"A piece of candy perhaps?"
No wonder Ukraine's President Viktor Yanukovich was sniggering at the 610 million euros – which he called "a nicely wrapped piece of candy" – offered by the EU to upgrade the economy to Brussels standards and to accept a free trade agreement he refused to sign last week at the EU Eastern Partnership meeting in Vilnius, Lithuania.
(Read more: Ukraine and EU fail to salvage trade pact)
This hopefully temporary break between Ukraine (which did not participate at the Bucharest summit with China) and the EU had prompted a wry commentary from one of Kiev's influential papers (The Weekly Mirror): "Today, Ukraine does not need perspectives, it needs money."
What China offered Ukraine is only part of what it could bring to central and east Europe. Despite notable economic progress over the last two decades, this area is still far behind the rest of its EU partners. Beijing can help with badly needed investments in roads, railroads and ports, as well as with energy generation based on coal, nuclear, solar and wind technologies. In all these areas, China is offering favorable financing conditions and a proven engineering and construction know-how.
China's investment and construction companies have also been well accepted by many countries in that area. A 1.5 km bridge over the Danube in Serbia, using nearly half of local content and manpower, and costing 170 million euros was mainly financed by China and is affectionately called the "Chinese Bridge."
The positive experience with this project has led to many other deals involving Chinese companies, ranging from highway construction to railway modernizations and power plants.
Some investment thoughts
First, ignore the widely publicized chitchat that China is trying to divide and break up the EU. These are sour grapes from some rich EU countries running to Beijing to sell what China does not need and does not want, and then coming back empty-handed as a result. They are now accusing Germany of leading a "pro-China" group, because Germans stayed the hand of an EU trade commissioner who – pushed by these disappointed salesmen to China – wanted to unleash a trade war with a 47 percent import tariff on Chinese solar panels. Germany urges a negotiated settlement with China – and there is nothing wrong with that.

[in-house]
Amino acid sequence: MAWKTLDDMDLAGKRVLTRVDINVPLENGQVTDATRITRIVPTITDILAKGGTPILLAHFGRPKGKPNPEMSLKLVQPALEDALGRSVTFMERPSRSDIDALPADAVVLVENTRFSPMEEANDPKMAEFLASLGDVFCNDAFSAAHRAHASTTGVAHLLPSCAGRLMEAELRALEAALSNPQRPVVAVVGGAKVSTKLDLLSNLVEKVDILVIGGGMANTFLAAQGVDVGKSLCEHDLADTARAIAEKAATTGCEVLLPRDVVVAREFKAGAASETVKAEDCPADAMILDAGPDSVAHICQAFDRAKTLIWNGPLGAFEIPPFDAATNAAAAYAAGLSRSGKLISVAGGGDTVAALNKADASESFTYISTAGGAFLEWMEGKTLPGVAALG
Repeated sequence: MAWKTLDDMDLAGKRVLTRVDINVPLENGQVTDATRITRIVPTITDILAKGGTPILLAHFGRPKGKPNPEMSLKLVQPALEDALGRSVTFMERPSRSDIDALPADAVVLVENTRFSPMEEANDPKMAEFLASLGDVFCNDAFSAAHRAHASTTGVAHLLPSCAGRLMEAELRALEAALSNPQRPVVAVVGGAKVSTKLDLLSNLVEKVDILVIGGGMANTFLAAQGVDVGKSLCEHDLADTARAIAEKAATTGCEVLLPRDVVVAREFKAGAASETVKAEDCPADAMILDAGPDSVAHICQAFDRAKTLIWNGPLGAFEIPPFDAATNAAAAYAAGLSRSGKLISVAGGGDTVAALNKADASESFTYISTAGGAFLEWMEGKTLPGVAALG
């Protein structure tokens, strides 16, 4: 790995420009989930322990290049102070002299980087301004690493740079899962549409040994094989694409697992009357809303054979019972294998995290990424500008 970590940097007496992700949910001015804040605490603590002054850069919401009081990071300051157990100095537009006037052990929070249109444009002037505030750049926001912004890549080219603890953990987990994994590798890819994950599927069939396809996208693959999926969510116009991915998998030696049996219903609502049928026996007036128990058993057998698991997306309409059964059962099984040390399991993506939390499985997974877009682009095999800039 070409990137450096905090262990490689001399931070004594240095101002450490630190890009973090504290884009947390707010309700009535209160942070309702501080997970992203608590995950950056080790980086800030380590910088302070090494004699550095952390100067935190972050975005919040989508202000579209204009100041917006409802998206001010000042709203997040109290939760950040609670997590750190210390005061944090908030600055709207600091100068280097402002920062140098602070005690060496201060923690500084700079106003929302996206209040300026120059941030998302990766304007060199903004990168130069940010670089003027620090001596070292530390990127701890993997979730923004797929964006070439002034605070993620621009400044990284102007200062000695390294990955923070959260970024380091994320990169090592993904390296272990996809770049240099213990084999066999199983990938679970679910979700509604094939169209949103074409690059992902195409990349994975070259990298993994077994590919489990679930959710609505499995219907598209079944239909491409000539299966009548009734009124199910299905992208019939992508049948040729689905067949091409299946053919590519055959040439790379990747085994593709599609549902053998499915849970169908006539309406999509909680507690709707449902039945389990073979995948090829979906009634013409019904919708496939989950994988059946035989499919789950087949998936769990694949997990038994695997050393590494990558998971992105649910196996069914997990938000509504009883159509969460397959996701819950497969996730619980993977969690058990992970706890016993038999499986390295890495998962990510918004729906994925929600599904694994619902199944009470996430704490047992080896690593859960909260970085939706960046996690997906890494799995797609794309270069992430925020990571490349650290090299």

Second, with a well-educated and a relatively inexpensive labor force, central and east Europe needs modern infrastructure and a rejuvenated capital stock to enhance its competitiveness and become a true economic powerhouse. Tied up in austerity knots and in endless fiscal consolidation, the EU Commission and EU countries cannot provide investments this developing part of European economy badly needs. But China can do that – to mutual benefit.
(Read more: China plenum to 'surprise' on reforms: Stephen Roach)
Third, China is not in the business of dispensing some politically motivated charity. These are all hard-headed deals providing China with access to what it needs in exchange for Chinese finances and technological expertise.
Fourth, China is diversifying its markets and asset purchases. At the moment, central and east Europe is a small part of that, but it is in the area of Beijing's policy concern. In the year to September, China's foreign currency reserves increased by a whopping $376 billion. But, over that period, China's purchases of the U.S. Treasury debt rose only by a puny $40.2 billion. What did China do with the rest?
Fifth, licking their wounds for grossly mismanaging Ukraine and the whole half-baked concept of Eastern Partnership, Herman Van Rompuy, President of the European Council and José Manuel Barroso, President of the EU Commission, wrote a vacuous commentary in a French center-left daily Le Monde last Wednesday (November 27, 2013) whose only merit was a good title: "The future of Europe is in the east."
I agree with that title, and I think investors should be encouraged that China is beginning to contribute to the formidable economic potential of the "young" Europe in the east.
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Michael Ivanovitch is president of MSI Global, a New York-based economic research company. He also served as a senior economist at the OECD in Paris, international economist at the Federal Reserve Bank of New York and taught economics at Columbia.